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Design and Handling

Casio has firmly established itself at the 'style' end of the market with the Exilim range; with its super-slim all-metal body the EX-V7 is no exception (it is currently the world's slimmest 7x zoom camera). The materials, build and finish are excellent and like all the Exilims, the camera has quite a luxurious feel. The EX-V7 is something of a departure for Casio from a design point of view; though the rear is very similar to most of the other (past and present) models in the range the front sports a rather Sony-like sliding lens cover (which also acts as the main on/off switch). This is the first Exllim zoom with a non-extending lens, and the first we're aware of to use folding optics (the key to fitting such a big zoom range into such a slim body).

Handling

As with all these slim cameras there's a touch of the 'form over function' to the EX-V7; there is little to grip and little to stop the camera slipping from your fingers if not supported with both hands. The front of the lens being so near to the corner of the camera also means that it's not unusual to see a finger appearing in the corner of the frame when shooting quickly. The shutter release is well positioned, but using the zoom when holding the camera with one hand is tricky. Once you're used to it the handing isn't terrible, but it isn't great either.

Key body elements

The ubiquitous four-way controller is used to navigate menus (along with the 'SET' button in the middle) The left and right keys can be customized to control a variety of functions (including AE compensation, white balance or ISO). The up key is used to cycle through the various display mode options, the down key switches flash mode. To the left are buttons for play mode and menu activation.
As we've come to expect from Casio the screen is excellent; bright, responsive and fairly resistant to glare even in direct sunlight. To the right you can see the unusual zoom slider (up for tele, down for wide).
In this section of the review we would normally be discussing the various connectors dotted around the camera. However the EX-V7 (like most Casios) has no standard connectors on the camera itself, all are provided by the cradle. The only connector on the camera itself is the cradle terminal, beside the tripod mount on the base of the camera.
The supplied cradle performs four functions. Firstly it acts as a charging station for the battery; drop the camera into the dock and the battery begins charging. Secondly it can be used to turn the camera into a 'Photo Stand' which runs a slide show of images on the LCD monitor. Thirdly it provides USB connectivity to a computer or direct-printer. Finally it adds audio/video output (for viewing images/movies on a television).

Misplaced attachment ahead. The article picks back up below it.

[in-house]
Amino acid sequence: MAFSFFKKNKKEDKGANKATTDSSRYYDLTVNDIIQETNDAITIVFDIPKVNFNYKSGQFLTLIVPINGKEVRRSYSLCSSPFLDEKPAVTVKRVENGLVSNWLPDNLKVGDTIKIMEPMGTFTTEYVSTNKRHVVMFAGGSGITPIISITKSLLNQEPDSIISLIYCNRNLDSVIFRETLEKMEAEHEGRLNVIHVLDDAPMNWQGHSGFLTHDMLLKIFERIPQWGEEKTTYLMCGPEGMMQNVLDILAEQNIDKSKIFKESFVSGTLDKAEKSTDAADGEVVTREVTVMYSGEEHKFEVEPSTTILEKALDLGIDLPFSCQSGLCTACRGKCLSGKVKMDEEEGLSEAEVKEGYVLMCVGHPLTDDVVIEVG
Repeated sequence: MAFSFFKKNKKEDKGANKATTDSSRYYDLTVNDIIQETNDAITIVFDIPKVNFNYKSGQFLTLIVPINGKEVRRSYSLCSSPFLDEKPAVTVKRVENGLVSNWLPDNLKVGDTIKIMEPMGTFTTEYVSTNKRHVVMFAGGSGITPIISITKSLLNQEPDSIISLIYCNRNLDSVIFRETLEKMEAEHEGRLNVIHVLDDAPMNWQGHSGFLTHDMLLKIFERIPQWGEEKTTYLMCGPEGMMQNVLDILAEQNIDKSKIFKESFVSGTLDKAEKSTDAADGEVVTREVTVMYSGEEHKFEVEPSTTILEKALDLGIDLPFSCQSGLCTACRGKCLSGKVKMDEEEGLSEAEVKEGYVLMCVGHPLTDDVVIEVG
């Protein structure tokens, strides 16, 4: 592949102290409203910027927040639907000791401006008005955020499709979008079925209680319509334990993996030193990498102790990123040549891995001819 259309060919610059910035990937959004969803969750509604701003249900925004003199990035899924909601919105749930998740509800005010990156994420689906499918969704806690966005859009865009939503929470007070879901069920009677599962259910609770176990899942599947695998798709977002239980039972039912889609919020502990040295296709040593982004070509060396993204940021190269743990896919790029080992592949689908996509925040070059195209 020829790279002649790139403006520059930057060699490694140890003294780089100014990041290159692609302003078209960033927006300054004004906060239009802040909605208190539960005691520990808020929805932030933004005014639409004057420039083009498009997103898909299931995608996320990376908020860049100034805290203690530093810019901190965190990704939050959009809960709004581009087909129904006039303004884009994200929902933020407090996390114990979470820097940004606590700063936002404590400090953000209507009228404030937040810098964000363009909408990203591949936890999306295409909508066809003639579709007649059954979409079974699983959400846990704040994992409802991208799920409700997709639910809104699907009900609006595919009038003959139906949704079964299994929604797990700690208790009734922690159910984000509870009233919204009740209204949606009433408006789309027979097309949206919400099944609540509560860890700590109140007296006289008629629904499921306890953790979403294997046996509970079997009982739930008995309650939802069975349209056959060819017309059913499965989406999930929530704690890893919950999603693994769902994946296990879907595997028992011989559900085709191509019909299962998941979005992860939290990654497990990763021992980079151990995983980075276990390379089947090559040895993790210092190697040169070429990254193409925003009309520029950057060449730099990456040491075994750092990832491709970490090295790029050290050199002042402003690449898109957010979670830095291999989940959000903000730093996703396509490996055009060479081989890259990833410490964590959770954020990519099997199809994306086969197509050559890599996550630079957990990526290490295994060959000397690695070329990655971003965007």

The EX-V7 has two Exilim firsts: a folded optics lens (which runs up the side of the body) - essential for keeping the camera slim - and a sliding lens cover. The lens cover is lightly sprung and acts as an on-off switch. One minor niggle is that it is a little too easy for the camera to accidentally turn on if you slide it into a bag or pocket, but using a case would solve this.
The top of the EX-V7 is very plain - all you'll find here is the chrome shutter release.
The SD card slot and slim battery slot share a compartment under a hinged door on the side of the body. Battery life isn't bad for a camera in this class, at 240 shots per charge (CIPA standard testing). Cameras this slim have to use small batteries, so rarely offer more than a few hundred shots from a single charge (and many offer far fewer).

Display and menus

Whereas most cameras in this class offer point and shoot simplicity, the EX-V7 is full of unexpected surprises, including a full manual mode, aperture and shutter priority and an almost overwhelming range of shooting and playback features. Inevitably this means that a lot of the more advanced functionality can only be accessed via menus, but Casio has done a pretty good job of putting a friendly face on the extensive feature set.